The goal of a good shop is high-quality food for minimal cost and if possible also enjoying the experience.  So this video will cover some of the insights and tips that will help you make the most out of food shopping

The first major point I want to make is about supermarkets and marketing. Supermarkets are not just laid out by accident, they are very carefully planned to make sure you are encouraged to buy what they want you to buy.  For example the commonly needed foods like milk are put at the back of the supermarket so you are forced to walk through the store to get there, and hence you are more likely to buy things along the way.  Certain foods that have long storage life and make the store money, like processed and unhealthy foods, are put in key locations like checkouts, ends of aisles and at eye height in the aisles. Also note that there are never any clocks in supermarkets, because they don’t want you worrying about time, but rather spending as long as possible in the store.  There are other tricks here but it is important for you to be aware that you are being manipulated and if you are not careful you may be externally conditioned to buy poor food choices.

So let’s talk about what you can do to get the most out of food shopping.

The first is go straight to the fruit and vegetable section first before anywhere else, then to the meat section if you eat meat or to the canned goods like lentils, beans, chickpeas and so on.  Start with the healthy options on your shop and completely skip the aisles with soft drinks and chips entirely or until the end.

The next tip is to save money where you can.  Consider going to supermarkets that price lower.  Supermarkets that are located in wealthier areas are more expensive than those in lower socioeconomic areas and certain chains like ALDI are often cheaper than other chains. You can also buy more discounted special that are usually available and if possible buy in bulk. Often the most expensive foods are quality cuts of meat, so called “superfoods” and some nuts and seeds. Whilst I encourage you to have small serves of nuts and seeds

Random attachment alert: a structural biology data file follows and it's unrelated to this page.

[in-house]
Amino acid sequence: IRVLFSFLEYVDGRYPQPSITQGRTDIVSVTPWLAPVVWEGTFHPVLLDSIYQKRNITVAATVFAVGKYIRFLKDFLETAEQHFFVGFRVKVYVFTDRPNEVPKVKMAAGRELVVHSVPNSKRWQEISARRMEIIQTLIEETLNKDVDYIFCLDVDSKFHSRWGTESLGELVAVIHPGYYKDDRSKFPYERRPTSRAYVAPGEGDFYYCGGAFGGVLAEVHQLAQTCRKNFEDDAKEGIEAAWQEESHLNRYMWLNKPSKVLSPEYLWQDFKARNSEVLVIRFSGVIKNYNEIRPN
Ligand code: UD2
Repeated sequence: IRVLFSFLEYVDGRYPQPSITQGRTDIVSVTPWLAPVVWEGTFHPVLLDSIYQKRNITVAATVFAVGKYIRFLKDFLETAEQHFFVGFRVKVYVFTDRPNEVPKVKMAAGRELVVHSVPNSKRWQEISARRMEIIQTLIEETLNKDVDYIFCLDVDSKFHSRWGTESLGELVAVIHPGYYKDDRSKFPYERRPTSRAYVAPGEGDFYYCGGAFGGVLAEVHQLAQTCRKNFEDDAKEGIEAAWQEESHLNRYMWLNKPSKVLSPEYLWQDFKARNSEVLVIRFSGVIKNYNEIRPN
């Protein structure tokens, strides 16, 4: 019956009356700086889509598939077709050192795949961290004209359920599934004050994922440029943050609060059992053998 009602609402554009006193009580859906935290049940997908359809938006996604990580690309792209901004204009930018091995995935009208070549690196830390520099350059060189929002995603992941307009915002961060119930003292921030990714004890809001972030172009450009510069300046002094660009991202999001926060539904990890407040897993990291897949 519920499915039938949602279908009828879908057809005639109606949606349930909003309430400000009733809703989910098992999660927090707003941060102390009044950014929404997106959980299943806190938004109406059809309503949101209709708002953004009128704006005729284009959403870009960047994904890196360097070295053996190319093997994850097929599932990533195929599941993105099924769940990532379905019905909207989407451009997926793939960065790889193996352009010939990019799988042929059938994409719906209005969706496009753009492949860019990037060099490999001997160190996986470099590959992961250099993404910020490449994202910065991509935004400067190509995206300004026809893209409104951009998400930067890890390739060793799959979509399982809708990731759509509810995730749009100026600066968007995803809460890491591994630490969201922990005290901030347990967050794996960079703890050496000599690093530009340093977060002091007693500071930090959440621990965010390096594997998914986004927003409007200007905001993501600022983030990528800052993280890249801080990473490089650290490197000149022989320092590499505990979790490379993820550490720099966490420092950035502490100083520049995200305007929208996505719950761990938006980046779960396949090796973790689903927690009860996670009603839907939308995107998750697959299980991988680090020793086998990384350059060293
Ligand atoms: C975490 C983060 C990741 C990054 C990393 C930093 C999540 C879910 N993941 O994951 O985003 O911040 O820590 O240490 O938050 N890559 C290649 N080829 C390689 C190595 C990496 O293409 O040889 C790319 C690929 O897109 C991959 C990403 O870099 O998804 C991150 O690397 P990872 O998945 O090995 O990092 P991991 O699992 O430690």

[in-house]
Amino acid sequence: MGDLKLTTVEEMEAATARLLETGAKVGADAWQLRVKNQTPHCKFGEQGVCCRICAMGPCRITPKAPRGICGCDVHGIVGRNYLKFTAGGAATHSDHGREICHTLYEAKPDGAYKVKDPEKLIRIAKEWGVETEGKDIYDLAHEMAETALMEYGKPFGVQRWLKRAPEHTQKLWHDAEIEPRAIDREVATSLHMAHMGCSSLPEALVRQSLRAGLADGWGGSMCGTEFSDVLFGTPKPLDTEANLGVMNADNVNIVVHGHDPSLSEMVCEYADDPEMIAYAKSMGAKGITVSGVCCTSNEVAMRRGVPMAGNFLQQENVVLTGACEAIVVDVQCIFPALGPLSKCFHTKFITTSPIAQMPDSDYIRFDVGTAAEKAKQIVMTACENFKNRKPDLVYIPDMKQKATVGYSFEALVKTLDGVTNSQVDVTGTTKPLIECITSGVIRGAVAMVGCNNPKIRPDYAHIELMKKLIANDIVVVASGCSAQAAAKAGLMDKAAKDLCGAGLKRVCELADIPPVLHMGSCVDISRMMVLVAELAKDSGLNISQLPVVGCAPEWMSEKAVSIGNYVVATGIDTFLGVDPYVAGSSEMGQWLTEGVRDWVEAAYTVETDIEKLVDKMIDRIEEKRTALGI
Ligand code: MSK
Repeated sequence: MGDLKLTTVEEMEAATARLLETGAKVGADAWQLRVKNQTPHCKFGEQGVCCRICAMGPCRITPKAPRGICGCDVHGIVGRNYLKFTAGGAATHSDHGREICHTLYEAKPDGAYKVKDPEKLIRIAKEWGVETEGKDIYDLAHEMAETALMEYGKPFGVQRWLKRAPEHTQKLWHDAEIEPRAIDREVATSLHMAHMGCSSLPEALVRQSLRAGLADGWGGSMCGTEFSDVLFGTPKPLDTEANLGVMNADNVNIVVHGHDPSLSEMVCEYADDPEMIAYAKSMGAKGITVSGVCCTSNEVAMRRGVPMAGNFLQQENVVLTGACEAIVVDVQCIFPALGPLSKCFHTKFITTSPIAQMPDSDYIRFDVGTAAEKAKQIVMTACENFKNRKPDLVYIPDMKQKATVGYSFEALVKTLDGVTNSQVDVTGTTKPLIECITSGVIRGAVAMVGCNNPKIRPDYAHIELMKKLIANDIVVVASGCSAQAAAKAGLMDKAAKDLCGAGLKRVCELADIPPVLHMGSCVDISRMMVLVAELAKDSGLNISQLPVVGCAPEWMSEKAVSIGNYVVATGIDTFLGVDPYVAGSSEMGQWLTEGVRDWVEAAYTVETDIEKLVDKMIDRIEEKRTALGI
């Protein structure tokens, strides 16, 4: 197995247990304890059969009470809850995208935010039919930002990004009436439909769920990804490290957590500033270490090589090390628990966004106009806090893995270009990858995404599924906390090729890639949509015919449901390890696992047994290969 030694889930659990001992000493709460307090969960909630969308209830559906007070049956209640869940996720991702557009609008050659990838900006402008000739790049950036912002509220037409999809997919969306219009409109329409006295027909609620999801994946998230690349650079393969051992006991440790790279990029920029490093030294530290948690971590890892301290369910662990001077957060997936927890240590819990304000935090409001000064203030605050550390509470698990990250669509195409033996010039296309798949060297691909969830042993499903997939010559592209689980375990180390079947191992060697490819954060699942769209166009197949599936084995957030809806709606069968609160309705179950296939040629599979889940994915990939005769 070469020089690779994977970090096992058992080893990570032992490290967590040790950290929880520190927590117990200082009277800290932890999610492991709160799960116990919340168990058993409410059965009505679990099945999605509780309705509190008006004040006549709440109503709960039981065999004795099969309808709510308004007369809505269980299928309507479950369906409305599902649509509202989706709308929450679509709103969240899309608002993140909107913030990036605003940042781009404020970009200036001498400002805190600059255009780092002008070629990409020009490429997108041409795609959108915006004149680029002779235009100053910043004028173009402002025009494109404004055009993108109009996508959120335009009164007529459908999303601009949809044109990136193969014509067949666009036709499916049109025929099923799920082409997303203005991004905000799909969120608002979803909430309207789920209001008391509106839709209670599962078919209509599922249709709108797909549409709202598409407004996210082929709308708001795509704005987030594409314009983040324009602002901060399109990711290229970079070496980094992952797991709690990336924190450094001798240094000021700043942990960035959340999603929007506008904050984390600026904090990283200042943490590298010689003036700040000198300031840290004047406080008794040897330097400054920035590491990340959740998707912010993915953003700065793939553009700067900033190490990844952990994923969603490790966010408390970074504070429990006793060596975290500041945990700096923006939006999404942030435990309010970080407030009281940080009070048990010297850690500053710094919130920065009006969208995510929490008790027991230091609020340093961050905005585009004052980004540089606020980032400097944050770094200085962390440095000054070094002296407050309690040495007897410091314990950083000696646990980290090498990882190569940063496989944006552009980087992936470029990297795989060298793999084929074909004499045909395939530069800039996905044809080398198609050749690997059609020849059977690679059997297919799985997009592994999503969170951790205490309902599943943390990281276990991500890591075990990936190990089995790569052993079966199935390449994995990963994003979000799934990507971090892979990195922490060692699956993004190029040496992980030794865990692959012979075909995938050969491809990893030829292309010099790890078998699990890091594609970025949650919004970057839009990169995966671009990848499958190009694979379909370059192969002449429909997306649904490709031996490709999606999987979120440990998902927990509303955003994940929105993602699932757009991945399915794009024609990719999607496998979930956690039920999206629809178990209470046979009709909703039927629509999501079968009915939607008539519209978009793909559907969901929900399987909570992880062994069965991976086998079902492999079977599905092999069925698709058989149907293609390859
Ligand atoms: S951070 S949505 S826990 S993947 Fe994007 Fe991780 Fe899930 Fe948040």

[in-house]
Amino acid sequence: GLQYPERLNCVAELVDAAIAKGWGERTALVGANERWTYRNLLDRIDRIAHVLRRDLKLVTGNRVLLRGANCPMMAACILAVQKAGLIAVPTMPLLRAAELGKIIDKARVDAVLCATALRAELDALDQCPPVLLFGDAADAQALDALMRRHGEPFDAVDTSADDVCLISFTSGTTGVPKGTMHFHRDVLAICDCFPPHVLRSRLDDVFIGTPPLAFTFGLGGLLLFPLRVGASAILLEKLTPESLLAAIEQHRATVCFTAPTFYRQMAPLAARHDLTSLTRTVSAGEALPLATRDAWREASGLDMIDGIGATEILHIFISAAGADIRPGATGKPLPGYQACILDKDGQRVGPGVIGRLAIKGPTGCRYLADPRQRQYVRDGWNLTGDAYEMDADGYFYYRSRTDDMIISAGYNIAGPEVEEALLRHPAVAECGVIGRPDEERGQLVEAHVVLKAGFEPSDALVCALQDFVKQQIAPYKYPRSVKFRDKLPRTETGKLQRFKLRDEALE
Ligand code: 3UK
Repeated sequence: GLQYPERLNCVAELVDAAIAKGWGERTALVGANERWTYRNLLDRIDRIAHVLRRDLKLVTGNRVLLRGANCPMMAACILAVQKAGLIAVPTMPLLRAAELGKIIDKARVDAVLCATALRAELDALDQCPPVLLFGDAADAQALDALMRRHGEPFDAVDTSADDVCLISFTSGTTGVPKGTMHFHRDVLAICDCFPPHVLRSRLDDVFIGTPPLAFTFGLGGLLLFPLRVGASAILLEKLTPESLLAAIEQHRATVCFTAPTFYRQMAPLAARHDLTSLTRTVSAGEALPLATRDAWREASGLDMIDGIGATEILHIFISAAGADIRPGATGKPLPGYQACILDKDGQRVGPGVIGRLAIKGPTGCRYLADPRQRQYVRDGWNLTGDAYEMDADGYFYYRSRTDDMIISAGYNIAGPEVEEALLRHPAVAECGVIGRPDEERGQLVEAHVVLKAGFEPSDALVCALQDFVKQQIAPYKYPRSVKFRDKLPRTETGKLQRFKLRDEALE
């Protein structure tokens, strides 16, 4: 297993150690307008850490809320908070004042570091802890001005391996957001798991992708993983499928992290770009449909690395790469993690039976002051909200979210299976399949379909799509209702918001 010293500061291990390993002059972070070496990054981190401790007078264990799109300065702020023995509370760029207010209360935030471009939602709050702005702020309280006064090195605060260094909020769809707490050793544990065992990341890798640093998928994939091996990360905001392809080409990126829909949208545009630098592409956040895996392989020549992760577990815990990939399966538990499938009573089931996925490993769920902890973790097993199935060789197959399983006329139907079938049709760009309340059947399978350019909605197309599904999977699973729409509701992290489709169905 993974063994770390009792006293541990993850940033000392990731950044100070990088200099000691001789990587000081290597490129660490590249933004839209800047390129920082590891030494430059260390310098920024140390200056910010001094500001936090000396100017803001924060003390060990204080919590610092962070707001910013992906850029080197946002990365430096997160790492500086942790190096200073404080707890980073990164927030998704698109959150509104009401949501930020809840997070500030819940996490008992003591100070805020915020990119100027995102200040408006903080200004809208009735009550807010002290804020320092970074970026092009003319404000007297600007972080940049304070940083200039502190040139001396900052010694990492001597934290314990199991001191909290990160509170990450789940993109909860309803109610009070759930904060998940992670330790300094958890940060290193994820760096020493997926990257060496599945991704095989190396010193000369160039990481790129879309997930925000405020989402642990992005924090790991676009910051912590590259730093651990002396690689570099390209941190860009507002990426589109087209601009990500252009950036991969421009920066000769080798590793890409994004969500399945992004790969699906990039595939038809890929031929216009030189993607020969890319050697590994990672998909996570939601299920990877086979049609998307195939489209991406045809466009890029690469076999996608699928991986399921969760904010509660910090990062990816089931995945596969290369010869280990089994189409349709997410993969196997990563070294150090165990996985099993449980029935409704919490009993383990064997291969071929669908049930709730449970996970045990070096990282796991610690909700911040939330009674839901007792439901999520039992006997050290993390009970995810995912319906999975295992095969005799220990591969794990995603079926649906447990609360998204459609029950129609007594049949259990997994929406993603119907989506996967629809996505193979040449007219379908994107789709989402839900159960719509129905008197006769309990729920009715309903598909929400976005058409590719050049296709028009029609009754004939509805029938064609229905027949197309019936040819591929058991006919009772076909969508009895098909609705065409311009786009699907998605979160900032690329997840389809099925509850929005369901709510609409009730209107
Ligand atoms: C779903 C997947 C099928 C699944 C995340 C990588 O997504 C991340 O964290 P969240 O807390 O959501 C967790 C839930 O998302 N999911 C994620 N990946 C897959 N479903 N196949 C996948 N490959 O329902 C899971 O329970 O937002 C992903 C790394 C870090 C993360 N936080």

the truth is almost always you do not need these other so called “superfoods” to be healthy as it is just plain marketing of the latest fad.  For example there are more antioxidants per gram in red cabbage than goji berries and acai berries. So just eat real vegetables! The healthiest and cheapest foods are often those that can be stored for a while like canned foods beans, lentils, chickpeas, frozen vegetables and frozen berries.  Often going to a local weekend farmers market can be both enjoyable and cheaper for fresh vegetables and fruit.

To add some variety and flavour check out the sauces from various cultures like asian food, italian, mexican, indian and so on.  The main thing to watch here is look at the nutrition label and check the sugar content. Choose the brand with the lowest amount of added sugar.

When you are preparing to shop remember a few key things. First – don’t shop hungry!  If you go to the shops hungry you are far far more likely to want to snack and buy snacks and high calorie unhealthy food. So have something before you leave like a piece of fruit.  Also, take a list and pre-plan your meals. Check out all the recipe links I gave you in past tips and plan ahead. Again this will make you much less likely to randomly buy bad foods.

Ok, so hopefully that helps you get the most out of your shopping experience and remember to set yourself up for success.